A lost world around PSL

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A lost world around PSL
A lost world around PSL

A lost world around PSL

Vendors gather around the stadium every day, least concerned about who is playing

As the Pakistan Super League (PSL) was in full swing in Karachi, we saw big crowds filling the stands at the National Bank Cricket Arena (formerly known as the National Stadium Karachi).

The stadium was surrounded by different vendors, selling merchandise, flags, food items and other kinds of stuff. These people have been the most regular visitors outside  the stadium during the showcase event.

However, the majority of those vendors were not fortunate enough to see the stadium from inside for once during their lifetime.

They are least bothered about the tournament, the teams playing, the players in action, the winners or losers or anything. They just see this event as an opportunity to earn some money to feed their families.


One of the female vendors outside the venue did not even know what sport is being played inside and only remembers the name ‘PSL’.

“We find out every day what teams will play and we take out the respective flags and merchandise from our small inventory and make our way here,” said the woman selling flags and horns in the parking lot adjacent to the stadium.

“We have learned the team colours and every day we pull out the relevant merchandise and make our way here from Malir. We have to take a rickshaw and that also costs us about Rs1000 daily.”

She maintained that she bought these props worth Rs50,000 from a seller on loan and only half of the merchandise have been sold so far.  “If anything is left by the time matches end, we will have to take a loan to pay the shopkeeper,” she added.

Citing she has to feed her family as the reason behind her daily hustle from Malir to Stadium Road, she mentioned that the same people who pay thousands of rupees to buy match tickets haggle for a few rupees with us.


“We barely save Rs10 to 20 on each sale, they think we are looting them,” she mentioned. “The truth is if they can afford tickets worth Rs1000s, they should be able to buy a flag at Rs100 or Rs150.”

“I wish one day my little kid becomes like these cricketers that people are paying thousands to come to watch,” she said in a weepy voice.

Suleiman Ahmed, a young unemployed man with software development experience, had also set up a flag stall at one of the parking spaces near the stadium but did not know anything about the action as his all concentration was on earning for his family.

“I don’t know much about PSL except for the team names because I have to sell their flags and merch,” he said. “I do not have the time to follow cricket because I am so busy trying to make ends meet for my family.”

His father was a flag vendor and used to sell them in political gatherings. However, he was adamant about providing a better future to the next generation and strived to provide them with the best education he could. As a result, he took his son to Aptech where he did a diploma and then pursued a Bachelor of Computer Science.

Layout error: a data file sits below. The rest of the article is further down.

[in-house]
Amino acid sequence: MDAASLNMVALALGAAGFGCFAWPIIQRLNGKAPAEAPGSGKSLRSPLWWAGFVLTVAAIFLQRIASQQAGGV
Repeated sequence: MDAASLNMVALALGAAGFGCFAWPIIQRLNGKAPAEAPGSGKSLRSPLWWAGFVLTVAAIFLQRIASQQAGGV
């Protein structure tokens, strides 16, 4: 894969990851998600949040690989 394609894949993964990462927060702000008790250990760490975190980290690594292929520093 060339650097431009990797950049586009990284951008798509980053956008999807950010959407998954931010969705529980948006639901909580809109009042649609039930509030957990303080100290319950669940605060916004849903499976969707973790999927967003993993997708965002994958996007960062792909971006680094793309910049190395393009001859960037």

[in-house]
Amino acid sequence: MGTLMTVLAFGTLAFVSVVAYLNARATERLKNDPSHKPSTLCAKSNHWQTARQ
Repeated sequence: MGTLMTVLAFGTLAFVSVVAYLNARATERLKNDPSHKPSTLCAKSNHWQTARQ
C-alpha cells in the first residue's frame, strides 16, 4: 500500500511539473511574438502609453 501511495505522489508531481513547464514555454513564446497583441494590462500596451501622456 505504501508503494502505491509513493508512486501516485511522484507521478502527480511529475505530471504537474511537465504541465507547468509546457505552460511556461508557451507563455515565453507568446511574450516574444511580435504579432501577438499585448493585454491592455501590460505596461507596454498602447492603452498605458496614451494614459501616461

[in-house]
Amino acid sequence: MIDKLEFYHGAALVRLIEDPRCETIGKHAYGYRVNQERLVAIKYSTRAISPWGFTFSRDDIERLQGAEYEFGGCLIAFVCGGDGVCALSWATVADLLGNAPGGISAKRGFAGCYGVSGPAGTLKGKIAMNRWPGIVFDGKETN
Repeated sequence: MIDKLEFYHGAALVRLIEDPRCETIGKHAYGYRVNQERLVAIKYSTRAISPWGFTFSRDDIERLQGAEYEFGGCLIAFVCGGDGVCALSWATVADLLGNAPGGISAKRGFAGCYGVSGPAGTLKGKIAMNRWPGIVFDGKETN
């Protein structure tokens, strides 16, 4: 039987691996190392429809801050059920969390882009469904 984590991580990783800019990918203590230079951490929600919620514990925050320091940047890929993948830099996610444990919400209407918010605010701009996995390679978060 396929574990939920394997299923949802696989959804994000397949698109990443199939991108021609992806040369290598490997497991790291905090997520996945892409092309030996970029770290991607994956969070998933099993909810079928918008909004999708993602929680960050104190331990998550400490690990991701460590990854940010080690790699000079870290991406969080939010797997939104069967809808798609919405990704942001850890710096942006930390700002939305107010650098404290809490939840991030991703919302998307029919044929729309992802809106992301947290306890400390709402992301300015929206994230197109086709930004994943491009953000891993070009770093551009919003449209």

Still, he could not find a suitable job and started setting up these stalls at such events.

“The thing is, the jobs I am offered, even with 3 years of experience under my belt are such that it will not help me feed my family,” he shared. “I do believe that I might get a job one day but in the meantime, I will continue to sell these things and do other small odd jobs for my family. In the end, bringing home halal money for the family is my goal.”

Abdul Ghafoor, 60, sold samosas outside the stadium during the Karachi-leg of the tournament. He walked long distances to find potential customers.

He had nothing in his mind except to sell as many samosas as possible, irrespective of the teams playing and the fans he is catering to.

“I don’t know anything about the matches or PSL teams, the only reason I come here is that I know people gather here every day and there is a good chance that I can sell my goods here and I’d then be able to go home,” he said.


“My PSL is different. My PSL is making sure there is flour, sugar and other essentials available in my kitchen. Things are so expensive now that often my children do not get two square meals a day at home, in such circumstances how can I care about a sport that has no meaning for me unless it ends up helping me earn a few bucks.”

Upon asking for names of cricketers, he only knew Shahid Afridi because when Lala was playing, Ghafoor’s financial condition was better.

“I only know Shahid Afridi, he used to be a player when I was living a slightly better life. We were able to concentrate on the pleasures of life when our bellies were full,” he stated. “We worry about our stomach, we work for it and spend all our time obsessing over making ends meet, how will we have time to concentrate on a bunch of men playing a game?”


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